How to season cast iron cookware in a few simple steps

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Some home cooks may think that cast iron is old fashioned, hard to maintain, and even low quality because it is relatively inexpensive compared to other cookware materials. But experienced chefs know better and rely on it for all types of food preparation.

Cast iron cookware is versatile, and you can find everything from skillets to Dutch ovens to cake pans that are safe to use with electric, ceramic, gas, and open fire cooktops. A cast iron skillet not only conducts heat well, but it also retains that heat for a longer period than other metals. This helps foods cook evenly and at a lower temperature resulting in a crispy exterior and moist interior.

Cast iron cookware has been around since it originated in China in the sixth century BC. The process of creating a skillet from molten metal poured into a mold hasn't changed much in the years since. One change has been the process of coating the cast iron with a vitreous enamel glaze. This glaze, signature to Le Creuset cookware, helps prevent rusting, eliminates the need to season the metal to keep it non-stick, and adds a colorful flair to the cookware.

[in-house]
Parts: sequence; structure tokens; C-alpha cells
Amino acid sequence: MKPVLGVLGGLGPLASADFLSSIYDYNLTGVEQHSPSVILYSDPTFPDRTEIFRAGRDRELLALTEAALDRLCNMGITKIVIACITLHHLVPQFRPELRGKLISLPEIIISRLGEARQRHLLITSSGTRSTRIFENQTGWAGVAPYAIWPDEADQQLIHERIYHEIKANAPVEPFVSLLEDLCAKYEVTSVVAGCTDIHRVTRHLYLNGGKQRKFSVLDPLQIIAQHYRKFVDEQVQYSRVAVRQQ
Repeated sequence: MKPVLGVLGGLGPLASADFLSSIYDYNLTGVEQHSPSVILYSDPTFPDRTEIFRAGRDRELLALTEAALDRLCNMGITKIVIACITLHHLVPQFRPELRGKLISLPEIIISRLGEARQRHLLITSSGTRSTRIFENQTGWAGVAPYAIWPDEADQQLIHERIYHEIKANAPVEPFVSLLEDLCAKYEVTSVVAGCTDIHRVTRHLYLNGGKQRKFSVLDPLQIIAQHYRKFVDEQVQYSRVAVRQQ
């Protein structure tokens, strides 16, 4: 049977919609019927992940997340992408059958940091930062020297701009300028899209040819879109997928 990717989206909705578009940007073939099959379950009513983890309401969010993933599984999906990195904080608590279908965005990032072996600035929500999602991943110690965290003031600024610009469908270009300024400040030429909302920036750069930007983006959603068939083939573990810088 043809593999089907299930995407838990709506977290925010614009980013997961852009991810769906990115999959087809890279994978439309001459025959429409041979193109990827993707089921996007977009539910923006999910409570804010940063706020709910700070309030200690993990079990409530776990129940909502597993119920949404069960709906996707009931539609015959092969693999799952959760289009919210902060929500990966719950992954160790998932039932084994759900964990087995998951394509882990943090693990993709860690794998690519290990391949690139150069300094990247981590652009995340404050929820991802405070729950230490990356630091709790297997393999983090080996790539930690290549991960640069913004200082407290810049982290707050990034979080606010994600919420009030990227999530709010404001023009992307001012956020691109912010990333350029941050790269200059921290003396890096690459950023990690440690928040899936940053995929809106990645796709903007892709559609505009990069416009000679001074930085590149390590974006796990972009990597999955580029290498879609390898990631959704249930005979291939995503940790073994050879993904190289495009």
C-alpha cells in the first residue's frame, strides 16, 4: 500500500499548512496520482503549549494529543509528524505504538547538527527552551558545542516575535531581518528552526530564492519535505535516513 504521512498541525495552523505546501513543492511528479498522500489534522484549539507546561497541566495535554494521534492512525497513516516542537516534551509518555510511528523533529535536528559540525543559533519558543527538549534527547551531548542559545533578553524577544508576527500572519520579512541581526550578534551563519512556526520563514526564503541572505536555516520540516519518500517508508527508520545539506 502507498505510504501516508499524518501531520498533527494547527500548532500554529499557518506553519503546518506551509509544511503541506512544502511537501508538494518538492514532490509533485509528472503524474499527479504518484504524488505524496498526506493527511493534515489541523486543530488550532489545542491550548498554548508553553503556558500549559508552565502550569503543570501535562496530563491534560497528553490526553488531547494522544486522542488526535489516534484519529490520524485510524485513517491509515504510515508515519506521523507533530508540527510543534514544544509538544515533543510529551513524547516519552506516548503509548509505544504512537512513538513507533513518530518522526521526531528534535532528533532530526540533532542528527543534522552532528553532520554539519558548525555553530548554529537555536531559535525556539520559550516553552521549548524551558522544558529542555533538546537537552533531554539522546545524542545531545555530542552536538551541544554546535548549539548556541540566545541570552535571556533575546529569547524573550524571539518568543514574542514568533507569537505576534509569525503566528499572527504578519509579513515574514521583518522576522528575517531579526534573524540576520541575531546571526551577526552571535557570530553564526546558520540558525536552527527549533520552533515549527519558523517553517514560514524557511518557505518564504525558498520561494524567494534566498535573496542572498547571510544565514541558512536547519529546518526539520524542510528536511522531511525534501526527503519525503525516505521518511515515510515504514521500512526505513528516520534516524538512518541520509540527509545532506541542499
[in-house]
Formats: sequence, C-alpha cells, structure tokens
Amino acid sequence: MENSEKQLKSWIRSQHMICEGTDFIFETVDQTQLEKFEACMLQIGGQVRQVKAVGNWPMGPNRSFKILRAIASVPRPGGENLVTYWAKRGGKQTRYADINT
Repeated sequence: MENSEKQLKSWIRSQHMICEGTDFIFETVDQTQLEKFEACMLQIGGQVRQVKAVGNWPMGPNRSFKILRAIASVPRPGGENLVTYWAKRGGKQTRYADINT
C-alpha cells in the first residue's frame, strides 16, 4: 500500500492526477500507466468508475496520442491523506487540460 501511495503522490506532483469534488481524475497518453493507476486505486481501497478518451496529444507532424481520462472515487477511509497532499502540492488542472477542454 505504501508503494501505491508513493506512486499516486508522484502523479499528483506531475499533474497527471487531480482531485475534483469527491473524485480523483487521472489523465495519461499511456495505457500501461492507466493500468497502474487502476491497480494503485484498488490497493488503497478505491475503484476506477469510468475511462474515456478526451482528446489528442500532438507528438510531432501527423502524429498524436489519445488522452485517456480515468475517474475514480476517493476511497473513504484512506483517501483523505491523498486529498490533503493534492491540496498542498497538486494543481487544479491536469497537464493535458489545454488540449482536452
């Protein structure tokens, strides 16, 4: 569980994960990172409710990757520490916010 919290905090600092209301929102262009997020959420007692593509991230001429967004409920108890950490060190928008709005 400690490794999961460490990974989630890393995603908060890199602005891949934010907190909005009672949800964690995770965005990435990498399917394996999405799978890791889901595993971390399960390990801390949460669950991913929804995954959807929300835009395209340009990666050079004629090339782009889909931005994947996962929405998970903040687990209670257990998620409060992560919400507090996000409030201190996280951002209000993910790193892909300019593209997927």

Almost all cast iron cookware sold today comes pre-seasoned. This means that a coating of vegetable oil has been applied to prevent rusting and to prevent food from sticking. This cookware can be used right away after a quick rinse in hot water and a thorough drying.

However, you will need to season your cookware regularly. Even with proper care, cast iron cookware can become damaged after years of use and develop problem areas causing food to stick. Below, we break down to how to season cast iron cookware.

How to season cast iron pans and other cookware

  1. Heat oven to 500 degrees Fahrenheit.
  2. Wash the cookware inside and out with hot, soapy water using a plastic scrubber.
  3. Rinse thoroughly with hot water and dry completely with paper towels.
  4. Using a paper towel saturated with at least one tablespoon of vegetable oil or melted solid vegetable shortening, wipe down the inside and outside of the cast iron. Leave a thin coating and mop up any excess oil on the surfaces.
  5. Place the cast iron upside down in the hot oven and bake for one hour. If you are concerned about oil dripping into the oven, place a disposable baking sheet or aluminum foil on the bottom rack of the oven.
  6. Turn off the oven and allow the cast iron to cool completely before removing.

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Read our full guide on how to clean cast iron cookware.

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